Pseudohypoaldosteronism Type I is a group of rare inherited disorders that cause the kidneys to retain too much potassium, but excrete too much sodium and water, leading to hypertension. The symptoms can result from hypotension, hypovolemia, hyponatremia and hyperkalemia. Treatment is with a sodium-rich diet and sometimes fludrocortisone

There are three types of Pseudohypoaldosteronism:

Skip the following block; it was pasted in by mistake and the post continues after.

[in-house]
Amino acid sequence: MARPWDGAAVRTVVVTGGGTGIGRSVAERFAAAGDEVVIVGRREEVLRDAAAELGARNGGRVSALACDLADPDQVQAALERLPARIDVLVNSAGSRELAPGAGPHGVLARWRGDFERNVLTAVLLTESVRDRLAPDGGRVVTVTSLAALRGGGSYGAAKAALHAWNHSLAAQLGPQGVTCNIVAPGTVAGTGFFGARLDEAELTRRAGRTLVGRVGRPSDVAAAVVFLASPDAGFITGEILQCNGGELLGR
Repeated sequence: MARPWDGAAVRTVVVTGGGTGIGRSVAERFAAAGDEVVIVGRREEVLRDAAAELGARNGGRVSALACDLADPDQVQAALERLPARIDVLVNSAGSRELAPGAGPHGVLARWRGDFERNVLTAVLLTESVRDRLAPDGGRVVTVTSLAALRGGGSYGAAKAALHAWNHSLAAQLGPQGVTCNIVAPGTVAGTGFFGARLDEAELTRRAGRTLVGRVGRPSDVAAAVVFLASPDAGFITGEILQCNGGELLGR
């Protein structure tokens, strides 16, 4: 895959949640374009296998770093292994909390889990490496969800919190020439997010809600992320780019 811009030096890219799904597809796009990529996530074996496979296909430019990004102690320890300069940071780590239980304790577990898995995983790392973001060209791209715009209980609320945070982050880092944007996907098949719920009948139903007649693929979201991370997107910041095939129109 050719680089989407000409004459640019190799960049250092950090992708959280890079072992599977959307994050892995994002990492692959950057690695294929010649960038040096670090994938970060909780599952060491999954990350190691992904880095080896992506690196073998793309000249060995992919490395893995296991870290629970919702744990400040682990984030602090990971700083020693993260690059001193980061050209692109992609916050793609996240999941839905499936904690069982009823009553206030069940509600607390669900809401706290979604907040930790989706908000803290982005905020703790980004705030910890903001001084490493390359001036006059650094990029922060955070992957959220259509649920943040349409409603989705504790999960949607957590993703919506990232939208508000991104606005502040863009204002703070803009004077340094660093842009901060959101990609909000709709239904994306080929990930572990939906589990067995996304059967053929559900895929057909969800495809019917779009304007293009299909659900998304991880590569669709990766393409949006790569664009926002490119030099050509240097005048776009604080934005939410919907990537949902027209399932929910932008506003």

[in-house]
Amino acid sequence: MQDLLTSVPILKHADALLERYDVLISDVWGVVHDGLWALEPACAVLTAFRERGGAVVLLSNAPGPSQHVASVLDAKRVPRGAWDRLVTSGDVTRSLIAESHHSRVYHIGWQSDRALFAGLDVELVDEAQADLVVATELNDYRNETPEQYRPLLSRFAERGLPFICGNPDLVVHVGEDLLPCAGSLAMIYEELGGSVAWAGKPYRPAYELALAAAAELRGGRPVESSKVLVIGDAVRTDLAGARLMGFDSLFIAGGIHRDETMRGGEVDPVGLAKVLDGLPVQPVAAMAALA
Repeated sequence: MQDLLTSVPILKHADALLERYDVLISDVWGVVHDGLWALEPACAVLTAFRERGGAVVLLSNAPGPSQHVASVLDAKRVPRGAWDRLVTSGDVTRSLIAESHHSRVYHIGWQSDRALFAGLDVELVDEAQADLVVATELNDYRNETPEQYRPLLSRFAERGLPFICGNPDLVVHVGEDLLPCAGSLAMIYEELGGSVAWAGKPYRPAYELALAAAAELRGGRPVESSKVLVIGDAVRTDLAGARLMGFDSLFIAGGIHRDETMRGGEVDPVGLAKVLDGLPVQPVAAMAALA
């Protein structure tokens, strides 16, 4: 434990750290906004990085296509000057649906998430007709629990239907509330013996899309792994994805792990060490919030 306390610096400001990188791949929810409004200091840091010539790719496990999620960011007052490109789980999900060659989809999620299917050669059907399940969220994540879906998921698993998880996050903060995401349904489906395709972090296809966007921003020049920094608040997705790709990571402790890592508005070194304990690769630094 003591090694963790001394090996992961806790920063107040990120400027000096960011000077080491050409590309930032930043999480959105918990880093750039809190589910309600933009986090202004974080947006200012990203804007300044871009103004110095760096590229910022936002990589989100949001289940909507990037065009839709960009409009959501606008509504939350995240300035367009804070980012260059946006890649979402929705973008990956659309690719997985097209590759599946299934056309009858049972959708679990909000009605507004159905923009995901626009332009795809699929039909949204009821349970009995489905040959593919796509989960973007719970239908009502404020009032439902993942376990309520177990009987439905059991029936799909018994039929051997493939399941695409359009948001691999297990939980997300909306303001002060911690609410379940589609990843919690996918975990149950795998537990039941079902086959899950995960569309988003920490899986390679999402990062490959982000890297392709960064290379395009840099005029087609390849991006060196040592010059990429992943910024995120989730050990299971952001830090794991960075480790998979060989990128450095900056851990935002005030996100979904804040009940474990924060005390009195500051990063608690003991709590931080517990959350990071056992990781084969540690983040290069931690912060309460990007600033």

Pseudohypoaldosteronism Type I is a group of rare inherited disorders that cause the kidneys to retain too much potassium, but excrete too much sodium and water, leading to hypertension. The symptoms can result from hypotension, hypovolemia, hyponatremia and hyperkalemia. Treatment is with a sodium-rich diet and sometimes fludrocortisone. There are three types of Pseudohypoaldosteronism: Autosomal recessive Pseudohypoaldosteronism type I autosomal dominant Pseudohypoaldosteronism Type I Type II Pseudohypoaldosteronism Inheritance occurs as an autosomal recessive or autosomal dominant. Pseudohypoaldosteronism type I is similar to other forms of hypoaldosteronism except that aldosterone levels are high. The very rare Pseudohypoaldosteronism Type II is not discussed here. Autosomal recessive Pseudohypoaldosteronism type I autosomal recessive form tends difficult to run and to be permanent. Infants against the effects of aldosterone by mutations which reduced activity of the epithelial sodium channels (ENaC) on the luminal membrane of the “collecting tubule” cause resistant. (Over-activity of ENaC causes potassium excretion and sodium retention Liddle’s syndrome). The sodium channels in tissues other than the kidney can be affected, which are similar to those leading to a miliary rash and / or complications of cystic fibrosis. Autosomal dominant type I Pseudohypoaldosteronism children are resistant to mineralocorticoid due to mutations of the mineralocorticoid receptor. The autosomal dominant form is less difficult in general, mainly refers to the mineralocorticoid receptor in the kidney, and can dissolve in childhood at some point. Diagnosis Plasmarenin- and aldosterone The suspected diagnosis is based on clinical findings of hypovolemia, high serum potassium levels, low serum sodium levels, high renin and aldosterone levels, particularly in infants with a positive family history. The diagnosis is confirmed by genetic testing. Therapy sodium-rich diet and sometimes fludrocortisone A sodium-rich diet helps in maintaining volume and blood pressure, and increased excretion of potassium. If this diet is ineffective, fludrocortisone can (0.5-1.0 mg po 2 times daily or 1-2 mg po 1 times daily) are given.

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